Importantly, there is also an interest, including in Alberta, for an economy of the future that has climate change considerations baked into it. “We need to diversify” is a message the Narratives Project authors said resonated loudly in the province.
Yet, too much of the discourse around climate change still steers clear of potential economic opportunities, focusing instead on predictions of economic chaos or ecological collapse. That’s unhelpful. Instead, positive, relatable and ordinary visions of change can have a huge impact. Seeing a trusted friend making environmentally friendly choices that also save money is a powerful driver of change. So too are oil workers who call for jobs and investment in renewable energy.
The key to effective climate change communication is, then, first to simply have more conversations about it. As the climate communication expert George Marshall writes in Don’t even think about it: Why our brains are wired to ignore climate change, talking about global warming is not easy. The issue is highly complex, it has many moving parts and there is no single solution to the climate crisis. Climate change can also be scary, making it a tricky dinner table conversation. It requires people having to make undesirable lifestyle changes such as flying less.
But fear of having those conversations can be lessened if the issue is framed as a way to help people enjoy a better life: quieter cities, cleaner air, better food. Journalists play a crucial role. They can report stories about individuals or groups that are leading the way. More and more reporters are already painting the picture of what a low-carbon future will actually look like — a world where tailpipe emissions are a thing of the past and where cars are charged like cell phones.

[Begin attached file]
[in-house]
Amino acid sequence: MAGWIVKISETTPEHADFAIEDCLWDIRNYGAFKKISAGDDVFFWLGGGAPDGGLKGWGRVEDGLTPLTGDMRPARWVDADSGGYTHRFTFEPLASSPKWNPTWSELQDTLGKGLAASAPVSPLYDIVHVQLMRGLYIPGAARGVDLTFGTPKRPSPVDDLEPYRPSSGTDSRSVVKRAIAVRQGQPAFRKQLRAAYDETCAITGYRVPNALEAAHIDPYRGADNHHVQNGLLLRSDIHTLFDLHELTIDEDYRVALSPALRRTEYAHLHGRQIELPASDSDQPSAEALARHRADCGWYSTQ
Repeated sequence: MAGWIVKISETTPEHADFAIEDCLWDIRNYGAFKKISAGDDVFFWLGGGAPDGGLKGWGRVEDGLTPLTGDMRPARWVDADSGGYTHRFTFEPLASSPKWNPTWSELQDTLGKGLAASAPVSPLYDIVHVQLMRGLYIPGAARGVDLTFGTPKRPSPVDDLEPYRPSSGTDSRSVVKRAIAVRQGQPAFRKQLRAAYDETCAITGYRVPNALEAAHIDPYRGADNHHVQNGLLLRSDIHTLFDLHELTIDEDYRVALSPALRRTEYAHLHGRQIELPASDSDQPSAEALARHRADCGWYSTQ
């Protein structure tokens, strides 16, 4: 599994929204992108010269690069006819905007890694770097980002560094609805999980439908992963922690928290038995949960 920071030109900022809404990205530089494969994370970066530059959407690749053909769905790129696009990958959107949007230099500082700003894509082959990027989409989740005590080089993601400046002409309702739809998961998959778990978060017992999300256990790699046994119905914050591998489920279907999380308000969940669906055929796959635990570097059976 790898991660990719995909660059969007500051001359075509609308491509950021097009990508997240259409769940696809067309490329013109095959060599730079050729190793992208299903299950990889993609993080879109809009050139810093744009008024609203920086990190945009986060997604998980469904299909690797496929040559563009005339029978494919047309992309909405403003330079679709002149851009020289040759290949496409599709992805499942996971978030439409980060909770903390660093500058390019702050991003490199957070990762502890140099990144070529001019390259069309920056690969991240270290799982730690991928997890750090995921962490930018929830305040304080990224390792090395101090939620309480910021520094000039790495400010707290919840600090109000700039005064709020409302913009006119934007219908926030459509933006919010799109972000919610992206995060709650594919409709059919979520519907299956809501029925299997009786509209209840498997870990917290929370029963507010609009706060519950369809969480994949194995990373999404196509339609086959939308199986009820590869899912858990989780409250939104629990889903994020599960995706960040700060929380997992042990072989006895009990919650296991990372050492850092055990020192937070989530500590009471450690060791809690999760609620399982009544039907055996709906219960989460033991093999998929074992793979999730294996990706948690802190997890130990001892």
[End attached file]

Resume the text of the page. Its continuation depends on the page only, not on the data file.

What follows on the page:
All too often, the climate conversation is centered around what experts, politicians and bureaucrats have to say about it. But climate change should and must also be about community. Public forums at universities and libraries, town halls with local politicians, and roundtables and community discussions like those initiated by the Alberta Narratives Project are crucial to making climate conversations accessible where people live.
Finally, descriptions of a world that takes climate change as its basis cannot be built simply on blaming the fossil fuel industry, which has helped the Canadian economy grow. Instead, as the Alberta Narratives Project report stated, “[a] transition to new energy sources can be presented as building new infrastructure toward a positive objective (clean energy, diversified economy, new opportunities).” The fossil fuel industry — as the larger energy sector — can be a part of this conversation.
But, ultimately, the pressure must come from the street — from ordinary people pressing their politicians for action. Stories about political action and collective mobilization, long absent in the climate change narrative, are now rising to the top, thanks to the efforts of people like Greta Thunberg and others.
“[W]e can make transformation the touchstone of our national conversation,” Matthew Hoffmann, the co-director of the Environmental Governance Lab at the Munk School of Global Affairs, wrote for OpenCanada after the 2015 election. “[T]he change towards assuming transformation must be accompanied by a focus on the justness of transformation.”
For Canada’s incoming Parliament, the need to facilitate such a transformation is more urgent than ever. Bridging the clear gap between the ‘West’ and the ‘rest’ can, ironically, happen with better climate conversations. But it’s how those conversations get framed that will make all the difference. The best climate communication isn’t just about crisis. It’s also about the possibilities for prosperity in a brave new world, and every Canadian wants in on that.